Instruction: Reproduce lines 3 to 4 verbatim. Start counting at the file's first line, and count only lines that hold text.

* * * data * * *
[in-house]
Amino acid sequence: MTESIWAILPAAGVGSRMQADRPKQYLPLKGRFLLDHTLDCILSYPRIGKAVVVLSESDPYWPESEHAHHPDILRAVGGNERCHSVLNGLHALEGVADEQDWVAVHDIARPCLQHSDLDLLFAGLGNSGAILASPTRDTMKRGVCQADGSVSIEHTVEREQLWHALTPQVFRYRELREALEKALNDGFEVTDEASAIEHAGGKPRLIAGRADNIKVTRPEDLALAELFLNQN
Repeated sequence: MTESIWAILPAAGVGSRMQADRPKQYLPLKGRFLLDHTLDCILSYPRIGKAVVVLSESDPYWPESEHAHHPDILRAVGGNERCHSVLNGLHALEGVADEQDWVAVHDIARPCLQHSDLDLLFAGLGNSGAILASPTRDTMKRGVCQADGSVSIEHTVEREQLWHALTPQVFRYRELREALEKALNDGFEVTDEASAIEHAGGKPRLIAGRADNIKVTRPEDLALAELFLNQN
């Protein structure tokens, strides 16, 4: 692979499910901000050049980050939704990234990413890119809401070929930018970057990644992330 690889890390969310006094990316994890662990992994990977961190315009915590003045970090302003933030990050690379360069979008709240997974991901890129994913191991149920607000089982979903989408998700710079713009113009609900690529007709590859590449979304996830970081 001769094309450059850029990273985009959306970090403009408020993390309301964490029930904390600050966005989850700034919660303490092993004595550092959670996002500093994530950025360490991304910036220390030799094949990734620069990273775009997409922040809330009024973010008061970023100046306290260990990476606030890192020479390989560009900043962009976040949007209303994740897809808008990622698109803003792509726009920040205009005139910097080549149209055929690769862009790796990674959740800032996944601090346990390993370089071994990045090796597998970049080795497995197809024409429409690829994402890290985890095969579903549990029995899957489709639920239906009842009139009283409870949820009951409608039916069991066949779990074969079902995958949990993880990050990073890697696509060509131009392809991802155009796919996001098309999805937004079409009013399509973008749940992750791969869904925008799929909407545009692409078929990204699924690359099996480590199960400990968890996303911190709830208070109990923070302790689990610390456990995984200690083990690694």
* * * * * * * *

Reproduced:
Repeated sequence: MTESIWAILPAAGVGSRMQADRPKQYLPLKGRFLLDHTLDCILSYPRIGKAVVVLSESDPYWPESEHAHHPDILRAVGGNERCHSVLNGLHALEGVADEQDWVAVHDIARPCLQHSDLDLLFAGLGNSGAILASPTRDTMKRGVCQADGSVSIEHTVEREQLWHALTPQVFRYRELREALEKALNDGFEVTDEASAIEHAGGKPRLIAGRADNIKVTRPEDLALAELFLNQN
């Protein structure tokens, strides 16, 4: 692979499910901000050049980050939704990234990413890119809401070929930018970057990644992330 690889890390969310006094990316994890662990992994990977961190315009915590003045970090302003933030990050690379360069979008709240997974991901890129994913191991149920607000089982979903989408998700710079713009113009609900690529007709590859590449979304996830970081 001769094309450059850029990273985009959306970090403009408020993390309301964490029930904390600050966005989850700034919660303490092993004595550092959670996002500093994530950025360490991304910036220390030799094949990734620069990273775009997409922040809330009024973010008061970023100046306290260990990476606030890192020479390989560009900043962009976040949007209303994740897809808008990622698109803003792509726009920040205009005139910097080549149209055929690769862009790796990674959740800032996944601090346990390993370089071994990045090796597998970049080795497995197809024409429409690829994402890290985890095969579903549990029995899957489709639920239906009842009139009283409870949820009951409608039916069991066949779990074969079902995958949990993880990050990073890697696509060509131009392809991802155009796919996001098309999805937004079409009013399509973008749940992750791969869904925008799929909407545009692409078929990204699924690359099996480590199960400990968890996303911190709830208070109990923070302790689990610390456990995984200690083990690694």